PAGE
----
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I was wondering whether it is possible to prove $\{a^p \mid p \in \text{Prime} \}$ is a non-regular language without using the pumping lemma. I'm having trouble choosing an alphabet that completes the proof using Myhill-Nerode and figuring out other methods to use generally.

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Let $L=\{a^p \mid p \in \text{Prime} \}$.

Let $m,n\in\Bbb N$, $m<n$. Let $s$ be the smallest prime number that is bigger than $(3n)! + 3n$.

  • $a^na^{s-n}=a^s\in L$.
  • $a^ma^{s-n}=a^{s-(n-m)}$. Note that $(3n)! + 2n < s - (n-m) < s $.

    • Any number between $(3n)! + 2n $ and $(3n)!+ 3n$ inclusive is not a prime number.
    • Any number between $(3n)!+3n$ and $s$ exclusive is not a prime number.

    So $s-(n-m)$ is not prime, i.e., $a^ma^{s-n}\not\in L$.

The above shows that $a^m$ and $a^n$ represent different Myhill-Nerode equivalence classes. That means each word represents a distinct Myhill-Nerode equivalence class. Since there are infinitely many of them, $L$ cannot be regular.

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Consider a DFA which has a unary input alphabet. Every state has exactly one successor state. Without restriction of generality, the trace of an input long enough will be $q_0 q_1 \dotsm q_k q_i$, where $q_0, q_1, \dotsc, q_k$ are all distinct states and $i \in \{ 0, \dotsc, k\}$. Hence, $q_i \dotsm q_k q_i$ is a cycle.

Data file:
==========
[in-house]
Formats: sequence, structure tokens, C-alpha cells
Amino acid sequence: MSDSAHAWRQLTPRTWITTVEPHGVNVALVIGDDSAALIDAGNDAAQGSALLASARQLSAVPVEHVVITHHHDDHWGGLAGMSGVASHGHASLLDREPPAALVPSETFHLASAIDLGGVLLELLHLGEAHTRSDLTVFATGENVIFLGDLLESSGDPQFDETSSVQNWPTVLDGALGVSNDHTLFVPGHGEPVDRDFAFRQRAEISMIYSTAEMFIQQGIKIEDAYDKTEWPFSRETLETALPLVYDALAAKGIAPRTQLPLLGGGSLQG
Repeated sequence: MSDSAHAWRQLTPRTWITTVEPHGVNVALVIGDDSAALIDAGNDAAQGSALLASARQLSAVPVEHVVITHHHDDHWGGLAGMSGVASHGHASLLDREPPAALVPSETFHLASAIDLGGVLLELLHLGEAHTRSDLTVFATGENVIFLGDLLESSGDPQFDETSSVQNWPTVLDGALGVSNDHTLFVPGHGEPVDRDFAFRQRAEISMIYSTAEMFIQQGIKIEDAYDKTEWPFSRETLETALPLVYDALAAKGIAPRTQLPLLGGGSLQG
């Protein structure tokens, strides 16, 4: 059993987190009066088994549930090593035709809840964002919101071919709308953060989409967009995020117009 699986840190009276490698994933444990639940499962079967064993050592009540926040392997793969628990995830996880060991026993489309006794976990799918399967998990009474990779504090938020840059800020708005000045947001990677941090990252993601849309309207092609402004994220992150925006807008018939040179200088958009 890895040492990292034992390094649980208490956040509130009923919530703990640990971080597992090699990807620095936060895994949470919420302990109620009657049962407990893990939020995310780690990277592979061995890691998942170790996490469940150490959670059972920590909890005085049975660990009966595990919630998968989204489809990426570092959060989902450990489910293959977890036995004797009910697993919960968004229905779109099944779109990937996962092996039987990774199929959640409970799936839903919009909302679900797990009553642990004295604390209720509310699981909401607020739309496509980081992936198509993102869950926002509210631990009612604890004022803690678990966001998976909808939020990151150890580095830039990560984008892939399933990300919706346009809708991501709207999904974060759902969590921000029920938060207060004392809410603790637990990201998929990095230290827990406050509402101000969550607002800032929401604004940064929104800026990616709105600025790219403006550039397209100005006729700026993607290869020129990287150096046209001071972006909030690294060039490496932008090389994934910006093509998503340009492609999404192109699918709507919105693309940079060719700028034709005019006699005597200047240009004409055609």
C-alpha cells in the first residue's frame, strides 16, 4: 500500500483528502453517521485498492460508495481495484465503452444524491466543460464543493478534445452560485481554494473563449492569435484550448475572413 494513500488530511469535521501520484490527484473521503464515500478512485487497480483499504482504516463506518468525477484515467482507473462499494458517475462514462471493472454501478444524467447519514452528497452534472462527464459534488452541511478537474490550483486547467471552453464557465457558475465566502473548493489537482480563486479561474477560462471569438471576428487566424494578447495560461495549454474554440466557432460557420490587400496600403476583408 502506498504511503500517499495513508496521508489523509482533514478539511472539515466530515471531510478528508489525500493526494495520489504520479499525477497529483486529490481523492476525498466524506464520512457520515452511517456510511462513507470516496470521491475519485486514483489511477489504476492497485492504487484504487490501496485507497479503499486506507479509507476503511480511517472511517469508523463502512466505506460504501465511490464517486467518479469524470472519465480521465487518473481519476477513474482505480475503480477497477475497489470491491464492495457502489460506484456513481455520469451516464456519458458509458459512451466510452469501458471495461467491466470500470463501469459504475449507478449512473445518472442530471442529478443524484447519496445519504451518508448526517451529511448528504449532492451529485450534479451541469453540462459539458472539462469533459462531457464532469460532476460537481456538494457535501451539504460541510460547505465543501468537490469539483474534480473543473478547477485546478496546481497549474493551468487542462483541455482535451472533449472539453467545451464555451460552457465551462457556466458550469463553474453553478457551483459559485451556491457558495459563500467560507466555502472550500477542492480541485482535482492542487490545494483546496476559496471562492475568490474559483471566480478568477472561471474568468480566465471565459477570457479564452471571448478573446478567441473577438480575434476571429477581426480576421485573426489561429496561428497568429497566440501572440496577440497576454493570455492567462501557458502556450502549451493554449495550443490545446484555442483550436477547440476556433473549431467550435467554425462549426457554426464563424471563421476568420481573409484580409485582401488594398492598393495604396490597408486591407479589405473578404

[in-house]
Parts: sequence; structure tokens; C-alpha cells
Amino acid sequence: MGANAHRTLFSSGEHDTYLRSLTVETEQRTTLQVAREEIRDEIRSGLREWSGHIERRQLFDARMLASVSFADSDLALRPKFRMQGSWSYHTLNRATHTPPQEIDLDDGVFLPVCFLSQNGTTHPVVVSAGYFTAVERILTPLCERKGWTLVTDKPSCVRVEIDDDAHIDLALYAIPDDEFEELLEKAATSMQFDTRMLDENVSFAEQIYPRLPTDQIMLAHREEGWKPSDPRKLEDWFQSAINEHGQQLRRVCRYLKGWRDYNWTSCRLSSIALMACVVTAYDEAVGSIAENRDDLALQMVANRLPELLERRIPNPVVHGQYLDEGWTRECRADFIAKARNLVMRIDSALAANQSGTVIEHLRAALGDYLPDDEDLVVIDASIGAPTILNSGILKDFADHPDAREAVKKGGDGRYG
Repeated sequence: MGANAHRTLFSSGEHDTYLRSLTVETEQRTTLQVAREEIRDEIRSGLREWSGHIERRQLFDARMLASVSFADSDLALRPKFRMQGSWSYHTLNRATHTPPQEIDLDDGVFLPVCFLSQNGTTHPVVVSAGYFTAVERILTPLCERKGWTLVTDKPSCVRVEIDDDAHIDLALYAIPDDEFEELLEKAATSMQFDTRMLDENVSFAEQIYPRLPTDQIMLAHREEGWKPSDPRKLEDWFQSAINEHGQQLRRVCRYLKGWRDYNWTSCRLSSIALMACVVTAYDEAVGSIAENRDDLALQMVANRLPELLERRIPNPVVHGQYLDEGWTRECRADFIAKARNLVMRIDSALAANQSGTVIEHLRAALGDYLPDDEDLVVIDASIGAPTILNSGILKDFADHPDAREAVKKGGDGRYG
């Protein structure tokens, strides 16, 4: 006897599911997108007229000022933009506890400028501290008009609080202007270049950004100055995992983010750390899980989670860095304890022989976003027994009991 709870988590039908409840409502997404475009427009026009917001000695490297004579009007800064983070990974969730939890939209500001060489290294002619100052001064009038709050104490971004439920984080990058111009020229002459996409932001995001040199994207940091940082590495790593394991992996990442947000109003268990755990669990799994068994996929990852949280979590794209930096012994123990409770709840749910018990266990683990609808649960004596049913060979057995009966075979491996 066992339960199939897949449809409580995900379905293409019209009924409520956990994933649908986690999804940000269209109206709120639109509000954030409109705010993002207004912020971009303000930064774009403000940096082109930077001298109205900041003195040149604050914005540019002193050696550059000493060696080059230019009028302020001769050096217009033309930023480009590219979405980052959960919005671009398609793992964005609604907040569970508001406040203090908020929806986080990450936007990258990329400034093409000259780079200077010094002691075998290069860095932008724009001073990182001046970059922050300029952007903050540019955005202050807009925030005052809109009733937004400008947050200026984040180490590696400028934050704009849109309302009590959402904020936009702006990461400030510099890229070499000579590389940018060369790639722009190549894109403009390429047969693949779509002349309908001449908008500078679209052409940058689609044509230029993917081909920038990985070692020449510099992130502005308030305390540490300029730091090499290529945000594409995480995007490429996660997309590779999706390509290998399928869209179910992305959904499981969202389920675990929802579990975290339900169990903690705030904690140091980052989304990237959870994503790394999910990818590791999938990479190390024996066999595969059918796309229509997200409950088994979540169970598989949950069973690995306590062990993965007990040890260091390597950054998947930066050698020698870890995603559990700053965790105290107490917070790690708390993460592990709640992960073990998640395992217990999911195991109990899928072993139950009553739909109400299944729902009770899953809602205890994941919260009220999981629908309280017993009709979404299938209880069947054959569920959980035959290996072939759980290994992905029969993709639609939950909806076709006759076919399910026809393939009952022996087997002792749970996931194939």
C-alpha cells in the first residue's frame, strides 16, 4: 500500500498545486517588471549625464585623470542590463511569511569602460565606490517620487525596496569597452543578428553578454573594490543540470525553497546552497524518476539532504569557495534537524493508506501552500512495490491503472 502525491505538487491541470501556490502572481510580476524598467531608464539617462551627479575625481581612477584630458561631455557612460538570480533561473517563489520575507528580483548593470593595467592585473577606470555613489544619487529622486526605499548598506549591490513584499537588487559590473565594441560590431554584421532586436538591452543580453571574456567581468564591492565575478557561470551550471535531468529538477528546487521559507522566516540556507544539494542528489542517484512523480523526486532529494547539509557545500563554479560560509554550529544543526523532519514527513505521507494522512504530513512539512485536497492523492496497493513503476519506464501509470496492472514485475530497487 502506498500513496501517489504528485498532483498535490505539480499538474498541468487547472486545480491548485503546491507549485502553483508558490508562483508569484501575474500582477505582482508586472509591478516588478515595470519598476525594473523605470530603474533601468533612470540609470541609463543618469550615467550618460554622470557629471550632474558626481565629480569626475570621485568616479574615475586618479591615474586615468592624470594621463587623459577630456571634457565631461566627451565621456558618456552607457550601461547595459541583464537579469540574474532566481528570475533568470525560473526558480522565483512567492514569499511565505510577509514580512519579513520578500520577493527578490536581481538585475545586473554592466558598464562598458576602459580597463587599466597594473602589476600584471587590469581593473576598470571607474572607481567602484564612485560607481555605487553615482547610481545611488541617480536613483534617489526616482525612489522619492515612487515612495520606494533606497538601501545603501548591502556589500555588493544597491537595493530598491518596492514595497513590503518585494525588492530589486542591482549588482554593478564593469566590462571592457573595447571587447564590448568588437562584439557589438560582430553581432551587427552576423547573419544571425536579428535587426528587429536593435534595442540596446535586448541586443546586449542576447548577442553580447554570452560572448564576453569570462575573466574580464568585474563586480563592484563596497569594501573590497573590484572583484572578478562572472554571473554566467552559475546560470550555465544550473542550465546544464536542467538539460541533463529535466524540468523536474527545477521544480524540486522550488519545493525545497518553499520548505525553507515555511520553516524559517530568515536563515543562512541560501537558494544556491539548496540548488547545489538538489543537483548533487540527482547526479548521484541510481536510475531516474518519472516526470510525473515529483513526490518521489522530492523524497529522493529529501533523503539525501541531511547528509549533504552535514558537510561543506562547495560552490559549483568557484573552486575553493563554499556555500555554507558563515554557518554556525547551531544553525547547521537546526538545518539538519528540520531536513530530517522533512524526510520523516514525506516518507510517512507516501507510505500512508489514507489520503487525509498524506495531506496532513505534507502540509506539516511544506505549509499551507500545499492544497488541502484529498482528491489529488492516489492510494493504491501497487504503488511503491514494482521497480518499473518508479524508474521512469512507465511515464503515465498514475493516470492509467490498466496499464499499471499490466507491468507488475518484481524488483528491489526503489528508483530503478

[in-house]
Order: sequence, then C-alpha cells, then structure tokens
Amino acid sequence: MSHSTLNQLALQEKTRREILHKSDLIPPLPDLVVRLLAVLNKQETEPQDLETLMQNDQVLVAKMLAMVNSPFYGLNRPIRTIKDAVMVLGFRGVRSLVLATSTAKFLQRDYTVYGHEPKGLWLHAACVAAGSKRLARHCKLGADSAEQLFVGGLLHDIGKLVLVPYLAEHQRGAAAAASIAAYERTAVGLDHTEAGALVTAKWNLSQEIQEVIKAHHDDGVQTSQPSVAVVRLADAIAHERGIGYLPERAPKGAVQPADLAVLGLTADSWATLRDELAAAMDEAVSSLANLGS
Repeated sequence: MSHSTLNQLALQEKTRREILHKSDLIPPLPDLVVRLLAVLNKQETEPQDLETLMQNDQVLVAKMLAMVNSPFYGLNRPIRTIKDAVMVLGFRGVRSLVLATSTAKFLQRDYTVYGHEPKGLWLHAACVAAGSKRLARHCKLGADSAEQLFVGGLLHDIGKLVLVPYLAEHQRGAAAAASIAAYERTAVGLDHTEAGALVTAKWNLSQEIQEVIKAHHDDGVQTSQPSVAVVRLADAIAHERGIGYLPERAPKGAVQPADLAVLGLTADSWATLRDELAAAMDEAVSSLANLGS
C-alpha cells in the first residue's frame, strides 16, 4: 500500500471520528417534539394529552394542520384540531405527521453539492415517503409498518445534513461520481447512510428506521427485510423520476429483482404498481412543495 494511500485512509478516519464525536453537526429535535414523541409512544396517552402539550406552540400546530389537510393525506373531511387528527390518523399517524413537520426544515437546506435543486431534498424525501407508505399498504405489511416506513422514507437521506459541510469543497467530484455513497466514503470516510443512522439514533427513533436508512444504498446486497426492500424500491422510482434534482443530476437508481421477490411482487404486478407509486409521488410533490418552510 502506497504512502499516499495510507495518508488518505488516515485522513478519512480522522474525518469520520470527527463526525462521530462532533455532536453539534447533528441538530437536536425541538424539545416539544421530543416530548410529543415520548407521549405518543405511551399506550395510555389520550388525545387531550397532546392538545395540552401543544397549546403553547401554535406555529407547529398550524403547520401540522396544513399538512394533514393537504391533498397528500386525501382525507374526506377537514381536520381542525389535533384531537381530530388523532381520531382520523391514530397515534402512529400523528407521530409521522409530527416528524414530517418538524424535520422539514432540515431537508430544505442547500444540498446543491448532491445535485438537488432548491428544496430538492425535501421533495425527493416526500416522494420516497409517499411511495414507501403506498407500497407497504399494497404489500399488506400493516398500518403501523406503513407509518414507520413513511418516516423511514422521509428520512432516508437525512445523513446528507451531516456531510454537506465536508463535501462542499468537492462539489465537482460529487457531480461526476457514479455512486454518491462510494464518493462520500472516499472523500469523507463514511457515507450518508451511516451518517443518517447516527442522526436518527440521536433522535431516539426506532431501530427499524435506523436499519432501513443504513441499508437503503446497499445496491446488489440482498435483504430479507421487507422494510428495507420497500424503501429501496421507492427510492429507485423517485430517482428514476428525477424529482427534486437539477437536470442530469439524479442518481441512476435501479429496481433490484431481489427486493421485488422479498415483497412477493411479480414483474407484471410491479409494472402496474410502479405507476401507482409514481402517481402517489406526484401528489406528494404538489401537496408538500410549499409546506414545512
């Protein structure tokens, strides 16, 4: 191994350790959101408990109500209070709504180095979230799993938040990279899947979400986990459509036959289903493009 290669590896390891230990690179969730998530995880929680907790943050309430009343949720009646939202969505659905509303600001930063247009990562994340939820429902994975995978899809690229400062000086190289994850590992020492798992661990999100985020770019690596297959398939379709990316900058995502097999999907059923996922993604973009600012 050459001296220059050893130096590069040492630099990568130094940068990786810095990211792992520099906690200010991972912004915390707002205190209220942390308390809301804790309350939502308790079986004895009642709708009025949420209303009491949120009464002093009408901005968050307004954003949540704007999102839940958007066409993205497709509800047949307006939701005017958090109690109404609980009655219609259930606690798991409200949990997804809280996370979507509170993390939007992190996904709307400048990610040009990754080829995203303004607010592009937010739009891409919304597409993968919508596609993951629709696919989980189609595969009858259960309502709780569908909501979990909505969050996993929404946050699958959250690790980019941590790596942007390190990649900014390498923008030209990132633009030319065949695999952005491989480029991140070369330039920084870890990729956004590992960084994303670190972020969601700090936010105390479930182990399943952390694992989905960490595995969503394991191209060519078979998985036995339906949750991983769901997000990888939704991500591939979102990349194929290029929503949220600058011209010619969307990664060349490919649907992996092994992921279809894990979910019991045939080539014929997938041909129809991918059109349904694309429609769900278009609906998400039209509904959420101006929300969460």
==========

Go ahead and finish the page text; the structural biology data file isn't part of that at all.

If the DFA's language is infinite, there must be an accepting state $q_j$ with $j \in \{ i, \dotsc, k \}$. Note we may assume $j > 1$ since otherwise we immediately obtain $\varepsilon$ or $a$ is in the DFA's language (and neither have prime length). But then $a^{j + m(k - i + 1)}$ is accepted for all $m \in \mathbb{N}_0$. Since $j + j(k - i + 1) > j$ is not prime, the DFA's language contains strings with composite length (unless it is finite).

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    $\begingroup$ You've basically just proved the pumping lemma for unary alphabets, so I don't think this counts. $\endgroup$ Mar 11 '19 at 17:17
  • $\begingroup$ Well, not really. It might be in the spirit of the pumping lemma (or, rather, of the pumping lemma's proof), but it does not explicitly rely on it. I'll let the OP decide what counts and what doesn't. $\endgroup$
    – dkaeae